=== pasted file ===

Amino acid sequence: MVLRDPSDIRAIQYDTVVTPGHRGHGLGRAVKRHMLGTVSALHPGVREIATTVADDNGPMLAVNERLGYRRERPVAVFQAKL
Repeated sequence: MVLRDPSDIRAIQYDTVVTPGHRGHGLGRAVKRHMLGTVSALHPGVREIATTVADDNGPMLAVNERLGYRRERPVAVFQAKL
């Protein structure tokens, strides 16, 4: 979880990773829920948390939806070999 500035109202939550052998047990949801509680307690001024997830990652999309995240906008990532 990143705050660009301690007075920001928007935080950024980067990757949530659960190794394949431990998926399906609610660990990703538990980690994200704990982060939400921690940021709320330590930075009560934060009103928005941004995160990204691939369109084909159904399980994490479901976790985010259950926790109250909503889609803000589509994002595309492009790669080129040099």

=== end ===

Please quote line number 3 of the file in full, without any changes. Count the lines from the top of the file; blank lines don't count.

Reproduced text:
């Protein structure tokens, strides 16, 4: 979880990773829920948390939806070999 500035109202939550052998047990949801509680307690001024997830990652999309995240906008990532 990143705050660009301690007075920001928007935080950024980067990757949530659960190794394949431990998926399906609610660990990703538990980690994200704990982060939400921690940021709320330590930075009560934060009103928005941004995160990204691939369109084909159904399980994490479901976790985010259950926790109250909503889609803000589509994002595309492009790669080129040099």